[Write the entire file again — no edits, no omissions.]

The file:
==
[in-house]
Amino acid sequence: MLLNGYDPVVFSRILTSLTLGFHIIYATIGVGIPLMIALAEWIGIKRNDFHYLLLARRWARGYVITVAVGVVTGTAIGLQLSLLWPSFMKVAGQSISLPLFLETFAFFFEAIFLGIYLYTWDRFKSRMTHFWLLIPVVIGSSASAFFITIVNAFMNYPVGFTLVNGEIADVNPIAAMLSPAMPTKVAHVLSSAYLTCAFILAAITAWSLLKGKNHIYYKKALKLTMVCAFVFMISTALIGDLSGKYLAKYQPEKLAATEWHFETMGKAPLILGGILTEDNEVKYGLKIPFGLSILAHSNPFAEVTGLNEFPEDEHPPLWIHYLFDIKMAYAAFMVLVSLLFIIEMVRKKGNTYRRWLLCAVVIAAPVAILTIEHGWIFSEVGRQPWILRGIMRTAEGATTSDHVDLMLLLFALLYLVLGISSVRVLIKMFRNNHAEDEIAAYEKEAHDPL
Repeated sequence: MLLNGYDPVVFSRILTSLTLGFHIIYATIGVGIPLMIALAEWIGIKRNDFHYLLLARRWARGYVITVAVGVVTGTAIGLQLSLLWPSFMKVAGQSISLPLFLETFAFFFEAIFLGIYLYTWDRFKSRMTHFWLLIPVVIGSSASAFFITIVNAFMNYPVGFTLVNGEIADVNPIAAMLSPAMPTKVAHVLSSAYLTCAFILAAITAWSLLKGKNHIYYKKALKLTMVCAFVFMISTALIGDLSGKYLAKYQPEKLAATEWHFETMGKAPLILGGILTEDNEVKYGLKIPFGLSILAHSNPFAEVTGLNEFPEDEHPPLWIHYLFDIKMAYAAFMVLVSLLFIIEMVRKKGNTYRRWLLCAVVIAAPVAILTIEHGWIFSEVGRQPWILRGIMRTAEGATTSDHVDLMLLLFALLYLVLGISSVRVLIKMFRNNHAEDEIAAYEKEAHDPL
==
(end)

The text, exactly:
[in-house]
Amino acid sequence: MLLNGYDPVVFSRILTSLTLGFHIIYATIGVGIPLMIALAEWIGIKRNDFHYLLLARRWARGYVITVAVGVVTGTAIGLQLSLLWPSFMKVAGQSISLPLFLETFAFFFEAIFLGIYLYTWDRFKSRMTHFWLLIPVVIGSSASAFFITIVNAFMNYPVGFTLVNGEIADVNPIAAMLSPAMPTKVAHVLSSAYLTCAFILAAITAWSLLKGKNHIYYKKALKLTMVCAFVFMISTALIGDLSGKYLAKYQPEKLAATEWHFETMGKAPLILGGILTEDNEVKYGLKIPFGLSILAHSNPFAEVTGLNEFPEDEHPPLWIHYLFDIKMAYAAFMVLVSLLFIIEMVRKKGNTYRRWLLCAVVIAAPVAILTIEHGWIFSEVGRQPWILRGIMRTAEGATTSDHVDLMLLLFALLYLVLGISSVRVLIKMFRNNHAEDEIAAYEKEAHDPL
Repeated sequence: MLLNGYDPVVFSRILTSLTLGFHIIYATIGVGIPLMIALAEWIGIKRNDFHYLLLARRWARGYVITVAVGVVTGTAIGLQLSLLWPSFMKVAGQSISLPLFLETFAFFFEAIFLGIYLYTWDRFKSRMTHFWLLIPVVIGSSASAFFITIVNAFMNYPVGFTLVNGEIADVNPIAAMLSPAMPTKVAHVLSSAYLTCAFILAAITAWSLLKGKNHIYYKKALKLTMVCAFVFMISTALIGDLSGKYLAKYQPEKLAATEWHFETMGKAPLILGGILTEDNEVKYGLKIPFGLSILAHSNPFAEVTGLNEFPEDEHPPLWIHYLFDIKMAYAAFMVLVSLLFIIEMVRKKGNTYRRWLLCAVVIAAPVAILTIEHGWIFSEVGRQPWILRGIMRTAEGATTSDHVDLMLLLFALLYLVLGISSVRVLIKMFRNNHAEDEIAAYEKEAHDPL